The Ecthesis (Greek: Ἔκθεσις) is a letter published in 638 CE by the Byzantine emperor Heraclius which defined monotheletism as the official imperial form of Christianity.

Background edit

Sophronius of Jerusalem was instrumental in overturning Patriarch Sergius' first attempt at solving the monophysite question.

The Ecthesis was another attempt by the Byzantine emperors to heal the divisions in the Christian Church over the disputes over the nature of Jesus Christ. In 451 the Council of Chalcedon had ruled that Christ did not possess one divine nature, but instead possessed two distinct natures, one fully divine and one fully human, with both acting in harmony together. This ruling was consistently rejected by the Non-Chalcedonians, who were against the idea of the two natures, maintaining that the humanity and divinity of Christ were united in one nature.[1] Throughout the 6th century, the Byzantine Emperors either covertly encouraged this group (Anastasius I), or actively persecuted them (Justin II).

By the beginning of the 7th century, the court and the religious hierarchy at Constantinople were by and large firmly in the Chalcedonian camp. However, this put them at odds with the majority Non-Chalcedonians in Egypt, Syria, Mesopotamia and Armenia.[1] Such a division was dangerous in an empire that was under threat from the Persian Sassanids, especially as the Non-Chalcedonians considered their schismatic brethren to be more of a threat than any foreign invader. Consequently, the emperors at Constantinople were always seeking some method of rapprochement to heal the breach in the church, and thereby prevent the empire's enemies from taking advantage of the internal divisions.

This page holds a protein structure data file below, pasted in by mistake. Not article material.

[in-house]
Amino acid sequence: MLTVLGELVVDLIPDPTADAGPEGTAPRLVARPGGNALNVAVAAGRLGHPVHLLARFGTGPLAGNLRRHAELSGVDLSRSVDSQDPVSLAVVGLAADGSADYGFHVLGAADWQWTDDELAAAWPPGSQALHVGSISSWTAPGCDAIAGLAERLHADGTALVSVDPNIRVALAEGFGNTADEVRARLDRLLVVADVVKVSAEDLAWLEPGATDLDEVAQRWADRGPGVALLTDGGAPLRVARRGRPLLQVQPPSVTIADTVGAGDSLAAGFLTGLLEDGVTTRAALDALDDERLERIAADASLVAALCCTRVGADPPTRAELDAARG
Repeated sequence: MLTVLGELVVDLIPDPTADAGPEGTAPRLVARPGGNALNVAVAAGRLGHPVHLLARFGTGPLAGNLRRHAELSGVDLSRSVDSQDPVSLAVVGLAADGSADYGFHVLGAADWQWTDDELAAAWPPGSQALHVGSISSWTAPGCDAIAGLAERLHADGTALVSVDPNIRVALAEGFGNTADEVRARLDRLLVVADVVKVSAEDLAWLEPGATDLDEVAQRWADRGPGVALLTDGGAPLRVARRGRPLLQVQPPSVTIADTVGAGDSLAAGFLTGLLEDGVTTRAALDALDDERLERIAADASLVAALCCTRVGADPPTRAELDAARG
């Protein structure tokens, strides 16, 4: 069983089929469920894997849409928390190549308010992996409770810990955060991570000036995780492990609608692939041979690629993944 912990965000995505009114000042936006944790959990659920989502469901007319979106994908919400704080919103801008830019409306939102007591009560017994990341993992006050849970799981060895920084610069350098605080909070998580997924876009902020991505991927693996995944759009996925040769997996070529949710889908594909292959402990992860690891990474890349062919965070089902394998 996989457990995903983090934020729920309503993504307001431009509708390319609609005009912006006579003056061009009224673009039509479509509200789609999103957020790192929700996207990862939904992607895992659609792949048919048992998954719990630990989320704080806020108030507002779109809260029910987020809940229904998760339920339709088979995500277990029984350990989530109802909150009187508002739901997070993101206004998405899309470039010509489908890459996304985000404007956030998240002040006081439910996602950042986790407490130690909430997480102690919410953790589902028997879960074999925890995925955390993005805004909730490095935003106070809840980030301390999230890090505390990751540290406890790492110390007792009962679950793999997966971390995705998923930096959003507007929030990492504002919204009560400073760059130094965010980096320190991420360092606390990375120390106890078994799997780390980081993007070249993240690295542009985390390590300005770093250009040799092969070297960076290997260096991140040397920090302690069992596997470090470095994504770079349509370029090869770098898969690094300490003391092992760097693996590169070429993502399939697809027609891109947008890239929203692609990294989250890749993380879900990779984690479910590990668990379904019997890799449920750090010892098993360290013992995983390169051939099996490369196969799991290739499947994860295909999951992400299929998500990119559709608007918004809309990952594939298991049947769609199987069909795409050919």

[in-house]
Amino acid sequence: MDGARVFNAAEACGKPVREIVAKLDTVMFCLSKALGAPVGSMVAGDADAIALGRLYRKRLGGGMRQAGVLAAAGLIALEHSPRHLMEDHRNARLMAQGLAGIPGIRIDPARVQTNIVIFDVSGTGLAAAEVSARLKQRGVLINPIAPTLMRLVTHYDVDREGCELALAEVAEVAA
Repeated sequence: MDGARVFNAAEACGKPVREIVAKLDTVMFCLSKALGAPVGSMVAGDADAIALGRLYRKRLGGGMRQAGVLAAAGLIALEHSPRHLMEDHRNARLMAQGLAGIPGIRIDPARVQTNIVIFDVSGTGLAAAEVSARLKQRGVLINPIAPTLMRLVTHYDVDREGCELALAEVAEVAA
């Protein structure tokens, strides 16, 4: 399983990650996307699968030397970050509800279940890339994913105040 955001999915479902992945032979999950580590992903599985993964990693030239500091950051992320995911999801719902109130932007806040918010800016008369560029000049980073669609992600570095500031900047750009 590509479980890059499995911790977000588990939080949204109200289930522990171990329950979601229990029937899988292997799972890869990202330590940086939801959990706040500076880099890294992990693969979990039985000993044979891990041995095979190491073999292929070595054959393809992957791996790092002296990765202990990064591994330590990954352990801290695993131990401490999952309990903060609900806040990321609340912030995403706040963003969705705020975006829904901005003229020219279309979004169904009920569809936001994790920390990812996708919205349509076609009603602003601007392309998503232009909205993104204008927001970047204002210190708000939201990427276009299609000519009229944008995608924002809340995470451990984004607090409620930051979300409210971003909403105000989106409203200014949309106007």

With the reign of Heraclius, he and the Patriarch Sergius had attempted to find common ground between the Chalcedonians and the Non-Chalcedonians by issuing the doctrine of the single energy of Christ during the mid 630s. It did gain some acceptance initially, with Pope Honorius I giving his written assent, though it is clear that he considered the problem one of terminology, not theology.[2] However, this compromise position was firmly opposed by the Patriarch of Jerusalem, Sophronius, and the doctrine was repudiated at the synod of Cyprus.

Release of the Ecthesis edit

Yet Patriarch Sergius refused to give in, and in 638 he and Heraclius released a slightly amended formula, called the Ecthesis. In this revision, the question of the energy of Christ was not relevant. Instead, it promoted the belief that while Christ possessed two natures, he had only a single will.[3] This notion of Monotheletism, the Doctrine of the Single Will as proscribed in the Ecthesis was sent as an edict to all four eastern metropolitan sees. A copy was posted in the narthex of Hagia Sophia, and when Sergius died in December 638, it looked as if Heraclius might actually achieve his goal, with the eastern patriarchs agreeing to the formula, and gaining many adherents across the east, including Cyrus of Alexandria and Arkadios II of Cyprus.